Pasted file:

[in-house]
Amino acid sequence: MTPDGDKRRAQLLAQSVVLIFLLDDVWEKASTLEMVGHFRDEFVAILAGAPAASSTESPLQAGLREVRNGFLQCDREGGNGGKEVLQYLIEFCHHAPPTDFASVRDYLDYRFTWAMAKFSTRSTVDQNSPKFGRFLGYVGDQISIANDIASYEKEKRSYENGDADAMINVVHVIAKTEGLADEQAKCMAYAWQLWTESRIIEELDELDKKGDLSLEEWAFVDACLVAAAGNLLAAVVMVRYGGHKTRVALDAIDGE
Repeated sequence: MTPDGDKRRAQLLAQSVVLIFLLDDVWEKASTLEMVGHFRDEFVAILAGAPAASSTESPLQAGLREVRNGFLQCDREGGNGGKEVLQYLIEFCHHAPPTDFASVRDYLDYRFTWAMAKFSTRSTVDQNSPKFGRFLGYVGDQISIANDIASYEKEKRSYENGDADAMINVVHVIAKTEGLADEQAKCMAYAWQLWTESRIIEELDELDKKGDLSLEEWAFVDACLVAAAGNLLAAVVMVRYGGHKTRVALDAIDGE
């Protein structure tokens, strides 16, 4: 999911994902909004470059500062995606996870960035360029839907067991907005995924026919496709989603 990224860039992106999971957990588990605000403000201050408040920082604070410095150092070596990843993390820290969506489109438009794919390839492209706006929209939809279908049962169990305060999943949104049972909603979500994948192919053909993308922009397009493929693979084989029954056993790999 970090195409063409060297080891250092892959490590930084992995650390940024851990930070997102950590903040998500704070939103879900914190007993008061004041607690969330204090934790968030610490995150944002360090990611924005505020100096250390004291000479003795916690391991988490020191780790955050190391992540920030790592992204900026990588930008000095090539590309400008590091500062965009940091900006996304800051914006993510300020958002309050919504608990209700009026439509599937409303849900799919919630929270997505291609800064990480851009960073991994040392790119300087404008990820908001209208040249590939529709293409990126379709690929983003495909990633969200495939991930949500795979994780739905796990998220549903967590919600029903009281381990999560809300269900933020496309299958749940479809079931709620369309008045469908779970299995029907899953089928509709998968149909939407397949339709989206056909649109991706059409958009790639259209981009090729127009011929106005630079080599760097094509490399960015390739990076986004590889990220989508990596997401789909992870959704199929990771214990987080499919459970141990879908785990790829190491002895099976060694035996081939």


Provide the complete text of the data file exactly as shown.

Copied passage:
[in-house]
Amino acid sequence: MTPDGDKRRAQLLAQSVVLIFLLDDVWEKASTLEMVGHFRDEFVAILAGAPAASSTESPLQAGLREVRNGFLQCDREGGNGGKEVLQYLIEFCHHAPPTDFASVRDYLDYRFTWAMAKFSTRSTVDQNSPKFGRFLGYVGDQISIANDIASYEKEKRSYENGDADAMINVVHVIAKTEGLADEQAKCMAYAWQLWTESRIIEELDELDKKGDLSLEEWAFVDACLVAAAGNLLAAVVMVRYGGHKTRVALDAIDGE
Repeated sequence: MTPDGDKRRAQLLAQSVVLIFLLDDVWEKASTLEMVGHFRDEFVAILAGAPAASSTESPLQAGLREVRNGFLQCDREGGNGGKEVLQYLIEFCHHAPPTDFASVRDYLDYRFTWAMAKFSTRSTVDQNSPKFGRFLGYVGDQISIANDIASYEKEKRSYENGDADAMINVVHVIAKTEGLADEQAKCMAYAWQLWTESRIIEELDELDKKGDLSLEEWAFVDACLVAAAGNLLAAVVMVRYGGHKTRVALDAIDGE
């Protein structure tokens, strides 16, 4: 999911994902909004470059500062995606996870960035360029839907067991907005995924026919496709989603 990224860039992106999971957990588990605000403000201050408040920082604070410095150092070596990843993390820290969506489109438009794919390839492209706006929209939809279908049962169990305060999943949104049972909603979500994948192919053909993308922009397009493929693979084989029954056993790999 970090195409063409060297080891250092892959490590930084992995650390940024851990930070997102950590903040998500704070939103879900914190007993008061004041607690969330204090934790968030610490995150944002360090990611924005505020100096250390004291000479003795916690391991988490020191780790955050190391992540920030790592992204900026990588930008000095090539590309400008590091500062965009940091900006996304800051914006993510300020958002309050919504608990209700009026439509599937409303849900799919919630929270997505291609800064990480851009960073991994040392790119300087404008990820908001209208040249590939529709293409990126379709690929983003495909990633969200495939991930949500795979994780739905796990998220549903967590919600029903009281381990999560809300269900933020496309299958749940479809079931709620369309008045469908779970299995029907899953089928509709998968149909939407397949339709989206056909649109991706059409958009790639259209981009090729127009011929106005630079080599760097094509490399960015390739990076986004590889990220989508990596997401789909992870959704199929990771214990987080499919459970141990879908785990790829190491002895099976060694035996081939």